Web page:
Bessler has included a number of abbreviations in the above text and has indicated that he has done so by adding a colon to the end of each abbreviated word. So ‘Hess:, Comerc:, Mathem:, Invent:, Perpet:, Mobil:’ have all been shortened - why? The omission of the letter ‘n’ in ‘und’ seems to highlight the abbreviations. The only reason I can think of for reducing the number of letters is because Bessler wanted to have a certain number of them. The number of letters in the last line is 30. The number of letters in the second line is 20, if you ignore the less precisely drawn letters which are between ‘fur’ and ‘Hes’ and ‘Hes’ and ‘Comerc’. So that totals 50, but there are also five capital letters starting words in the sentence - H F H C and R. Is this a symbol of 5 again? I don’t know but I include it as a possibility, however a vague one.
I have some doubt as to whether I have made the right interpretation of the above features but I am certain that the abbreviations are deliberate and not just to save space. He could easily have added a fourth line if he wished to.
The top line of text which also holds the baseline of the pentagram in the portrait also has some other aspects which appear to hold some kind of information. I have been uinable to make perfect sense of the decorative scribble before the name Orffyreus, but it seems to me that it contains firstly the letter ‘J’, once the right way round and then reversed’ the same technique has been applied the following letter ‘E’. Perhaps it indicates the fact that his wheel was capable of turning in either direction.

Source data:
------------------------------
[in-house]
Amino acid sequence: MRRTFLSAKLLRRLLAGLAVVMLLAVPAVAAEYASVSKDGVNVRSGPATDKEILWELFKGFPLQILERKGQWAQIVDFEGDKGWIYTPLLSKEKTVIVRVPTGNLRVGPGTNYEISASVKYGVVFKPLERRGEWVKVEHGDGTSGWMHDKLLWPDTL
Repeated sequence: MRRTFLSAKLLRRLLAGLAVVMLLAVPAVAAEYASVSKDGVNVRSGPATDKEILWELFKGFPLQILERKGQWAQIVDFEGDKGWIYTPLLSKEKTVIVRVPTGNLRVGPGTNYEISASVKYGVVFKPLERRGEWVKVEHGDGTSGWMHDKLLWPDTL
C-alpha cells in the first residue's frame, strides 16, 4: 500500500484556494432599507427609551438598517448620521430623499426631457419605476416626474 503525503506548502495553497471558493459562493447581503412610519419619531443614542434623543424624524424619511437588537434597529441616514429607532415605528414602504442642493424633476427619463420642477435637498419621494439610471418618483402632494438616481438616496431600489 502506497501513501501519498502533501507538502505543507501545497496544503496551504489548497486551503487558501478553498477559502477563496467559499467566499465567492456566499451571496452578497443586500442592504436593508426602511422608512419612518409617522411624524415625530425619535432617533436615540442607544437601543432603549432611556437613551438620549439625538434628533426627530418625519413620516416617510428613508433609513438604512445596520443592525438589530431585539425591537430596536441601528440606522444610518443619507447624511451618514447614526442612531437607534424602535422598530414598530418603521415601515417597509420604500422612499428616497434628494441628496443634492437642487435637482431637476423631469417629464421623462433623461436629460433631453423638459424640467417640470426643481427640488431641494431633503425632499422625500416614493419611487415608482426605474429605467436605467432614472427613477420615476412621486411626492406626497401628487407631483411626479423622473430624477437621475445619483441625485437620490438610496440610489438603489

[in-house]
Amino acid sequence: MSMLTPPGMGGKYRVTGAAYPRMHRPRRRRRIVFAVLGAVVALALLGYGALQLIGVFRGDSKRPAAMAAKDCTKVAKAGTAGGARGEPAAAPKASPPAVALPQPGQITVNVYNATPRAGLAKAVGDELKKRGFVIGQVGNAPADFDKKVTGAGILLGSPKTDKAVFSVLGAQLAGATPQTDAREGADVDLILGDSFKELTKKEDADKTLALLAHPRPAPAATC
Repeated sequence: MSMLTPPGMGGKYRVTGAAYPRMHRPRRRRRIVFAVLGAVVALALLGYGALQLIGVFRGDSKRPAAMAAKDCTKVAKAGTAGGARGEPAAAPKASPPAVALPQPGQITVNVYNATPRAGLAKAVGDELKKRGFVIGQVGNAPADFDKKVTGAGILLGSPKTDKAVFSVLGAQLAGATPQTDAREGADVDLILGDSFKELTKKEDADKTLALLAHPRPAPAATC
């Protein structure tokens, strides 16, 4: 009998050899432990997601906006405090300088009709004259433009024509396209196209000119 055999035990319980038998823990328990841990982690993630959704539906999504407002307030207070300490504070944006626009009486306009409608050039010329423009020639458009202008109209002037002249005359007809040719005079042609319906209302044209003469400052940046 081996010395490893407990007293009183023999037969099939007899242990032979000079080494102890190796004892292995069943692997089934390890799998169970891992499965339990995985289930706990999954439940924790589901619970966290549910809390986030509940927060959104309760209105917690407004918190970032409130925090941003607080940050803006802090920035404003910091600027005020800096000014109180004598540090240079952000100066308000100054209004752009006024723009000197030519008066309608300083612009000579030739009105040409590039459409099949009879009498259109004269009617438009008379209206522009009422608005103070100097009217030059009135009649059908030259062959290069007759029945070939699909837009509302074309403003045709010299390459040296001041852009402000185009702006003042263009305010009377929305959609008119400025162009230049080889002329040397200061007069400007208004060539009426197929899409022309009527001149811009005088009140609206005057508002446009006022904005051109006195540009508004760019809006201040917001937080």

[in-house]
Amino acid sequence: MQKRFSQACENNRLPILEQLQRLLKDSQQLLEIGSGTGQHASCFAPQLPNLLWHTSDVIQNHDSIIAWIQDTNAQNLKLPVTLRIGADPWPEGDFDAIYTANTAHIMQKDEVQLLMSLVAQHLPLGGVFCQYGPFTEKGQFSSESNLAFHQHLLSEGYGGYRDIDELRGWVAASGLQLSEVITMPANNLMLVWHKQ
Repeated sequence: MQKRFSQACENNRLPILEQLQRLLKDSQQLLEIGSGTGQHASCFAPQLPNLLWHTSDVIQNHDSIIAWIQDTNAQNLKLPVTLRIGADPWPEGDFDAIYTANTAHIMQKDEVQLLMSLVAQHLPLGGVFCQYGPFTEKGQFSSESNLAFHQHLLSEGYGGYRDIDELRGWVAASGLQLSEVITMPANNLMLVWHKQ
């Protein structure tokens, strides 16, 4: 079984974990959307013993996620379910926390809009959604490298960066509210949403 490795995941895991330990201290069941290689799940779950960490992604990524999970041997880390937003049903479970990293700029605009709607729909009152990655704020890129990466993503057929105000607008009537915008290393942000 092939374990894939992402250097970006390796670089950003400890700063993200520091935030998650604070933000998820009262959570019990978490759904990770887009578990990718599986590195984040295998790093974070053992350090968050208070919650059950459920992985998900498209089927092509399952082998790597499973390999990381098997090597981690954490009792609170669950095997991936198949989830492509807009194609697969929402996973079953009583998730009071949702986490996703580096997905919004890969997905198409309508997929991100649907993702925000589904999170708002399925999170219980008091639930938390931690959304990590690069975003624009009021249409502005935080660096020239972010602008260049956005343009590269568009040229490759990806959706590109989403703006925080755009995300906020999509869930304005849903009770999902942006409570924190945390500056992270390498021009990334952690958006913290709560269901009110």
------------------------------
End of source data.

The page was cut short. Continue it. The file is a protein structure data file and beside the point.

And finally, returning to the pentagram I described earlier in Bessler's portrait, notice in the drawing below, I have drawn the same upright from the incomplete ‘five’ at the end of the word ORFFYREUS, as I showed there, and drawn the horizontal from where the upright crosses the edge of the picture straight across to Bessler’s pointing finger, and thirdly, drawn in the line which aligns with the edge of the book and meets the horizontal at the same finger tip. Then I added more uprights from all of the upright sloping lines drawn to comprise the name ORFFYREUS. There are ten in all, if you include the missing upright from the incomplete five - in total, two fives. If you think that’s stretching things too far bear in mind that the letter ‘Y’ has been drawn rather incongruously with two uprights. Note that the only letter which doesn’t have an upright is the letter ‘S’ strangely formed to look like another ‘5’!
I feel certain that the presence of the jar, skull and book are not just a memento mori, but I am unable to determine what that purpose might be. However much of this site is speculation and I am about to go out on a limb.
I have hesitated at length over whether to include this next piece as I remain sceptical of its validity, nevertheless it would be remiss of me not to include anything, however bizarre, just in case it turns out to have been relevant.